Ask Ethan #110: What Did The Sky Look Like When Earth First Formed? (Synopsis)

“In such moments, offering up his heart at the hour when the flowers of night inhale their perfume, lighted like a lamp in the center of the starry night, expanding his soul in ecstasy in the midst of the universal radiance of creation, he could not himself perhaps have told what was passing in his own mind; he felt something depart from him, and something descend upon him, mysterious interchanges of the depths of the soul with the depths of the universe.” -Victor Hugo

The night sky is a memorable, inimitable sight. With the exception of the planets, the stars that shine so brightly and consistently on your birthday will be the same ones -- in both position and brightness -- that shine on your dying day.

Image credit: Ben Sugden of flickr, via http://www.flickr.com/photos/36294425@N06/12767665013. Image credit: Ben Sugden of flickr, via http://www.flickr.com/photos/36294425@N06/12767665013.

But as recognizable as the stars and constellations are, the skies we recognize would have nothing in common with the skies as they were back when Earth first formed more than four billion years ago. How would the night sky have looked different back then?

Image credit: © 2008–2015 — Dark Horse Observatory, via http://darkhorseobservatory.org/product.php?ProductID=134&CategoryID=47. Image credit: © 2008–2015 — Dark Horse Observatory, via http://darkhorseobservatory.org/product.php?ProductID=134&CategoryID=47.

Find out on this week's Ask Ethan!

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Wasn't in general the star formation rate a lot higher back then? That could potentially lead to several fold more bright stars. Since then a lot of interstellar gas has been lost, either it has formed stars, or been ejected from the galaxy by supernovas and activity from the supermassive BH.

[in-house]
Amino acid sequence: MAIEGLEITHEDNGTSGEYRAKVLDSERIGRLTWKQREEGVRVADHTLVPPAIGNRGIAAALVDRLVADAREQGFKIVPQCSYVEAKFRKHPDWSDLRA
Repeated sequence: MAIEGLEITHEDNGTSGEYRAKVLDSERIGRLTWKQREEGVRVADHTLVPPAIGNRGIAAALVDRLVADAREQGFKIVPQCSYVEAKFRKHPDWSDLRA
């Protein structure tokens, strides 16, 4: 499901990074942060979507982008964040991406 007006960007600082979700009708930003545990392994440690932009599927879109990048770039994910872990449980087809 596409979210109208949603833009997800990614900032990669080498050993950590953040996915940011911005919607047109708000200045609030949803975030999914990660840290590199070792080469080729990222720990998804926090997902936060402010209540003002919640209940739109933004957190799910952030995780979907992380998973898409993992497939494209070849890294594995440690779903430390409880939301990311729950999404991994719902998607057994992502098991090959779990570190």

By Omega Centauri (not verified) on 16 Oct 2015 #permalink

Bortle's level 1 is self-contradictory. How can the Milky Way be bright enough to cast shadows, but the ground still be dark?

"How can the Milky Way be bright enough to cast shadows, but the ground still be dark?"

Maybe because dark isn't an absolute lack of light. Just a lack of intensity.

Perhaps the most dramatic difference in the night sky would have been the apparent size of the Moon. Tidal friction has been converting Earth's rotational energy into lunar revolutionary energy for 4.5 billion years, pushing the Moon further away from us. Its disk may have had a whopping 8 degree diameter when it first formed! Speaking of this, celestial objects would have appeared to move across the night sky much faster, because the night was much shorter.

Thanks so much Ethan!

By Scott Elrick (not verified) on 21 Oct 2015 #permalink